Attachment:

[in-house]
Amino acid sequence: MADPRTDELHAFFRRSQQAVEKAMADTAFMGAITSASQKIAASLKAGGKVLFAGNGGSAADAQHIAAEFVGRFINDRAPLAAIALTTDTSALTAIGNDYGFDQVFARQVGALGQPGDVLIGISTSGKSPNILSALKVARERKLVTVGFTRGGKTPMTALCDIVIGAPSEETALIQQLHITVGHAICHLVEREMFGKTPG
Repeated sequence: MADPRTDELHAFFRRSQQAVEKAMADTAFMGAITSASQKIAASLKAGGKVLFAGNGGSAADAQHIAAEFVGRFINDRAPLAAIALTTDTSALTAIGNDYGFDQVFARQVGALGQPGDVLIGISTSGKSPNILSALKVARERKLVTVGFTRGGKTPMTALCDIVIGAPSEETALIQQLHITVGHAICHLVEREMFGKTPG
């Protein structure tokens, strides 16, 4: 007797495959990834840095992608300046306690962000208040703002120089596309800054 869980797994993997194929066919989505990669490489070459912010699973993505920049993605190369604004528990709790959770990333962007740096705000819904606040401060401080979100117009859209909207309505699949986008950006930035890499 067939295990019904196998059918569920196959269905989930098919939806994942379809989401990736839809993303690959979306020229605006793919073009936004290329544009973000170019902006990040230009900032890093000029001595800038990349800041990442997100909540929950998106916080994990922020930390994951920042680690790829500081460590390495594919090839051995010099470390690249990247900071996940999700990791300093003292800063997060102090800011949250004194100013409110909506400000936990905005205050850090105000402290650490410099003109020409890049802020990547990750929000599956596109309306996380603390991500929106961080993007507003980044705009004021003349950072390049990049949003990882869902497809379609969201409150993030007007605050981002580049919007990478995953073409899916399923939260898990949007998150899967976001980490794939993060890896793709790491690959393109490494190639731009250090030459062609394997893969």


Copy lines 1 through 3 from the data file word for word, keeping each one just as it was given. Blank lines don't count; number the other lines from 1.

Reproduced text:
[in-house]
Amino acid sequence: MADPRTDELHAFFRRSQQAVEKAMADTAFMGAITSASQKIAASLKAGGKVLFAGNGGSAADAQHIAAEFVGRFINDRAPLAAIALTTDTSALTAIGNDYGFDQVFARQVGALGQPGDVLIGISTSGKSPNILSALKVARERKLVTVGFTRGGKTPMTALCDIVIGAPSEETALIQQLHITVGHAICHLVEREMFGKTPG
Repeated sequence: MADPRTDELHAFFRRSQQAVEKAMADTAFMGAITSASQKIAASLKAGGKVLFAGNGGSAADAQHIAAEFVGRFINDRAPLAAIALTTDTSALTAIGNDYGFDQVFARQVGALGQPGDVLIGISTSGKSPNILSALKVARERKLVTVGFTRGGKTPMTALCDIVIGAPSEETALIQQLHITVGHAICHLVEREMFGKTPG